US Air Force Program Advances Unmanned Air System for Adversary Air Training
US Air Force Program Advances Unmanned Air System for Adversary Air Training

US Air Force Program Advances Unmanned Air System for Adversary Air Training

The U.S. Air Force Research Laboratory Aerospace Systems Directorate has awarded a Small Business Innovation Research contract to Blue Force Technologies to develop an unmanned air vehicle that supports adversary air (ADAIR) training missions. The Bandit program contract was awarded as the result of a Strategic Financing (STRATFI) proposal selected by AFWERX with a $9 million initial value and options to complete the design and build of up to four air vehicles. Under the Bandit program, Blue Force Technologies, a small aerospace and defense company based in North Carolina, will mature a high-performance unmanned air vehicle design that pilots of Air Force fighter aircraft can use to train against. The air vehicle is a part of a proposed autonomy-based system providing adversary air training for Air Force, Navy and Marine Corps fighter crews at greatly reduced costs compared to current manned capabilities.

The 12-month effort will mature the vehicle design to critical design level, perform engine ground testing and validate the design of the engine installation under the technical guidance of AFRL subject matter experts. Options under this contract, if exercised, will complete the design and engineering tasks, produce up to four air vehicles and complete initial flight testing. The Bandit program aims to provide an air vehicle solution for the unmanned ADAIR capability which, when integrated with autonomy, mission payloads and sensors, will revolutionize the adversary air training mission and provide key opportunities for pilots to interact with the unmanned systems in a training environment. SBIR work with Blue Force Technologies began in 2019 and covered the initial requirements development, vehicle design, analysis and build of a structural test article supporting unmanned ADAIR.

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The SBIR program was established by Congress in 1982 to fund research and development (R&D) by small businesses of 500 or fewer employees. Eleven federal agencies participate in the program, including the Department of Defense.
The STTR program was established in 1992 to fund cooperative R&D projects with small businesses and non-profit U.S. research institutions, such as universities. Five federal agencies participate, including the Department of Defense. Both programs focus on projects and services with the potential to develop into a product for military or commercial sectors.

AFWERX, as the innovation arm of the Department Air Force and a directorate of the Air Force Research Laboratory, transitions agile, affordable, and accelerated capabilities by teaming innovative technology developers with Airmen and Guardian talent. AFWERX has three key components: AFVentures, Spark, and Prime. AFVentures expands the defense industrial base for advanced technologies, Spark empowers Airmen and Guardian talent, and Prime drives transition to operational capability. By teaming across academia, industry, investment, interagency, and international partners, AFWERX expands technology, talent, and transition of innovative capabilities.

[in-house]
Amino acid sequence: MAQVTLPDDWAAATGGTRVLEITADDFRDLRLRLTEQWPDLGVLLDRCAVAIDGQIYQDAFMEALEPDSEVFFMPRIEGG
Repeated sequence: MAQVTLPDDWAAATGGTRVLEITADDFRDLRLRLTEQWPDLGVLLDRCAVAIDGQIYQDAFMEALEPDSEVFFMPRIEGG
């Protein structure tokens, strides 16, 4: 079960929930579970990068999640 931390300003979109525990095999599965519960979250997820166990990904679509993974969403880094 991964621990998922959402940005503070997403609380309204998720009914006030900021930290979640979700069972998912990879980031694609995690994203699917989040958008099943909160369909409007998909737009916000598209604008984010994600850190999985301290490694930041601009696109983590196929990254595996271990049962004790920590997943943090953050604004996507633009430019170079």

Blue Force Technologies (BFT) team is a mix of aerospace and mechanical design, engineering, analysis, simulation, manufacturing experts who have been designing and building aerospace and defense systems for over 25 years. BFT is a disciplined and qualified organization with integrated project teams including engineering, technicians and program management. BFT’s Advanced Rapid Prototyping system allows the company to rapidly build prototype aircraft, defense and space systems – giving our customers a 12 – 30 month schedule advantage. BFT’s team of world-class engineers and technicians are focused on delivering innovation and value while maintaining industry standards. Blue Force provides excellent Finite Element Analysis capabilities including fully composite analysis. This allows Blue Force to uniquely design aerospace structure to meet the objective load, harmonic analysis, flutter analysis, and other application specific techniques coupled with extensive allowables database. This includes own database of allowables for the Blue Force advanced infusion system that support incorporation of uni and core details.

AFRL is coordinating the Bandit program with Air Combat Command and has aligned the vehicle development effort in support of the unmanned ADAIR capability. ACC Commander Gen. Mark Kelly addressed the need for alternate approaches to costly adversary air sorties at the Air Force Life Cycle Management Center’s Life Cycle Industry Days in August 2021. The Air Force Research Laboratory (AFRL) is the primary scientific research and development center for the Department of the Air Force. AFRL plays an integral role in leading the discovery, development, and integration of affordable warfighting technologies for our air, space, and cyberspace force. With a workforce of more than 11,500 across nine technology areas and 40 other operations across the globe, AFRL provides a diverse portfolio of science and technology ranging from fundamental to advanced research and technology development.

US Air Force Program Advances Unmanned Air System for Adversary Air Training
A newly awarded Air Force Research Laboratory Small Business Innovation Research contract will develop an unmanned air vehicle design that supports adversary air (ADAIR) training missions for pilots of Air Force fighter aircraft. (Courtesy illustration/Blue Force Technologies).

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